It was time for some real action. The disappointments of last year are just about bygone enough so as not to be haunting while the prospect of more pain is still far enough away so as not to be daunting. Everybody is back to zero. We’re all equal. For a while at least. Up until the weekend I was happy enough to follow things from a relative distance whether it be newspapers, Twitter or, best of all, third or fourth hand information. Gossip. But even that has been thin enough on the ground, thankfully.
This wave of renewed enthusiasm was enough to carry me to two games over the weekend, and in my father I had a willing accomplice. An all Cork Harty Cup semi-final is always an attractive fixture but in these lean times it bore an added significance. It was refreshing to see such a large crowd in Mallow – over 2,500 – and the atmosphere was electric.
The game itself never really got going but I still enjoyed it. One of the ways Cork has fallen behind the pack is in the ability to win ‘dirty ball’. Another one is the inability to bring the required intensity. I’m not entirely sure what either of these intrinsic facets of the game exactly mean but I’m sure I saw plenty of it in Mallow. There was a real physical nature to the game that was to be admired. Midleton CBS will be disappointed, obviously, and St. Colman’s will improve on this performance in the final. Between them they’ve shared three of the last four Dean Ryan titles, and that can only be good news.
While the game on Saturday was the pinnacle of schools’ hurling, the final of the Munster league on Sunday was merely the end of the beginning for all concerned. Yet as we travelled to Limerick, there was an unspoken understanding that it was probably a bit more important than we were willing to admit. It doesn’t need to be explained what this competition is all about, it doesn’t need to be explained that it means nothing in the long run and it doesn’t need to be said that it should be immediately forgotten about. But it is ok to say that it was nice to win it.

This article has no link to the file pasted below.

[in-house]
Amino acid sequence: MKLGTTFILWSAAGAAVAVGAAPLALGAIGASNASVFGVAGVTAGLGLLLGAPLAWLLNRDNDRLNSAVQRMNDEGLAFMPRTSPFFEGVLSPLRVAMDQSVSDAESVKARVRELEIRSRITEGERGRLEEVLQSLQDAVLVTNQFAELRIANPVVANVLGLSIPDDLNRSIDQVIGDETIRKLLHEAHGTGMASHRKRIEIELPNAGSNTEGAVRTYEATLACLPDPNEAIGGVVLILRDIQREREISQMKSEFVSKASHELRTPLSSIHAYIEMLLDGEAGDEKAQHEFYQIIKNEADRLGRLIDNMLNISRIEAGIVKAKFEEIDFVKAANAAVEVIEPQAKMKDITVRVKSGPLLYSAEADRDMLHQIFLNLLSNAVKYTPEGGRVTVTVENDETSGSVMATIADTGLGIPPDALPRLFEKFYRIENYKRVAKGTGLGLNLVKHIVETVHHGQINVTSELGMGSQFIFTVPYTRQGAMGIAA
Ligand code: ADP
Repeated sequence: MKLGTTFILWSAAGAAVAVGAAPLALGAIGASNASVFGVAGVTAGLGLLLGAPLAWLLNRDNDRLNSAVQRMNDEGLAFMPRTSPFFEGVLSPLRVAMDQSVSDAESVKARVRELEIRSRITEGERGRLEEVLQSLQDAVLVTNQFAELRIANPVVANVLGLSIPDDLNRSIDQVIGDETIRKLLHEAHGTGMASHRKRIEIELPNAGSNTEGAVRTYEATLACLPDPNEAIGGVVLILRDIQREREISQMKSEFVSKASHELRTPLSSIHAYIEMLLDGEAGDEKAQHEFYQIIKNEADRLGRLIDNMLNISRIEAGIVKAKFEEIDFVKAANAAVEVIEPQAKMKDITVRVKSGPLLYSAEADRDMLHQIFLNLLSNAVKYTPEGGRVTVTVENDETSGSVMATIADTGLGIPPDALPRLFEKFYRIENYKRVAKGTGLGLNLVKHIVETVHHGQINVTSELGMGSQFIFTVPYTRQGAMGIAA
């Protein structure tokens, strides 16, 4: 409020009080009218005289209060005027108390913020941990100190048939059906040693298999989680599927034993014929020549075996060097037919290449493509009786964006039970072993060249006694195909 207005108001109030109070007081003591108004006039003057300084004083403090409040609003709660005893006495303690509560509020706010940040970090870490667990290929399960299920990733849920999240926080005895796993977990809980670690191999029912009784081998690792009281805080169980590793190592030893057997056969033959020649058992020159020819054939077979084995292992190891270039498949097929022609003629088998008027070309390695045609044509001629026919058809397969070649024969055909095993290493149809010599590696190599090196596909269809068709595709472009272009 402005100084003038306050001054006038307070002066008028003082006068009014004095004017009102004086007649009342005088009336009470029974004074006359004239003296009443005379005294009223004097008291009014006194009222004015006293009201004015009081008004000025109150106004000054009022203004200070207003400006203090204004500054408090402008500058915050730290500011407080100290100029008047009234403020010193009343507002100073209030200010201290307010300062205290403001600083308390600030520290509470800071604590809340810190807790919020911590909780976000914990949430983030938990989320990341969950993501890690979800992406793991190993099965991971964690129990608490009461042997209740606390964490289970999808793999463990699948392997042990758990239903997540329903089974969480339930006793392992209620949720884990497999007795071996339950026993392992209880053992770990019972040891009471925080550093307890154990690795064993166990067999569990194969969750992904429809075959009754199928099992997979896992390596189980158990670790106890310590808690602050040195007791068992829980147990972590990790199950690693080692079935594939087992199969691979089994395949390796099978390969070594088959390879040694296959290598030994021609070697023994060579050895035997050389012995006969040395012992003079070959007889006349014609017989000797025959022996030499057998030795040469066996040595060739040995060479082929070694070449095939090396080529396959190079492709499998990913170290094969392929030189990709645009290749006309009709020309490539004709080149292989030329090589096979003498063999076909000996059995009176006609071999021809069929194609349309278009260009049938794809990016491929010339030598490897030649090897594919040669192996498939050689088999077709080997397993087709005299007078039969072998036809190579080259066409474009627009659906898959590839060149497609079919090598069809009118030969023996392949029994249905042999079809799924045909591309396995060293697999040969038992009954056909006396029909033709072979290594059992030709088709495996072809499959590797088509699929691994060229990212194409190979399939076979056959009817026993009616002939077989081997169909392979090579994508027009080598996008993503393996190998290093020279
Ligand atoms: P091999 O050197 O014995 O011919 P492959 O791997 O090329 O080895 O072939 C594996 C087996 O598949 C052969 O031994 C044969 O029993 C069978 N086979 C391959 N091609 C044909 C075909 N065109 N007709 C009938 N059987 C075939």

The minimum was there all the way through; good work ethic, a bit of spirit and a few flashes of really good hurling. The young players all showed up well at different times. Mark Coleman was consistent all the way through, Luke Meade came into it in the last quarter, Darragh Fitzgibbon showed flashes of what he has to offer, Shane Kingston did the same and a bit more while David Griffin also impressed on his introduction.
As for the more established players, Mark Ellis and Alan Cadogan were the best of the bunch. Cadogan was particularly impressive, his first touch, while attacking the ball at full pace in horrible conditions, was outstanding.
Limerick’s goal early in the first-half was the difference between the teams for the most part and it was a poor goal to concede. Everyone was drawn to the ball and David Dempsey was left completely unmarked and that goal undid much of Cork’s early good work. But Cork showed grit, particularly in reeling off five points in a row to take the lead by one as the game approached its conclusion. I thought that one more score would do it at that stage, but it didn’t come.
Then Limerick equalised and had a point given to them by the referee despite the umpire calling it wide and no Limerick protests. Diarmaid Byrnes followed this with a monstrous free to give them a two-point lead, and as I sat there, staring into the gloomy January evening, I tried desperately to convince myself that it was ok, that it didn’t matter and it was only a meaningless, glorified challenge game.
Then, just as I was at peace with that, Alan Cadogan saved the day, planting the late winner with aplomb. It didn’t merit a leap or a roar but it did muster a smile and my father did get a slap on the back. It meant everything and it meant nothing. It made the journey home easier and kept the enthusiasm in tact for the visit of Clare on February 11th.
There was also a notable off-field development over the weekend; the ascension of Pearse Murphy to the treasury of the Munster Council. It seems like a long serving, respected officer will be abdicating his long held position in the County Board. What does it all mean? Similar to the game on Sunday, it probably means nothing, yet it might mean something. As everything does.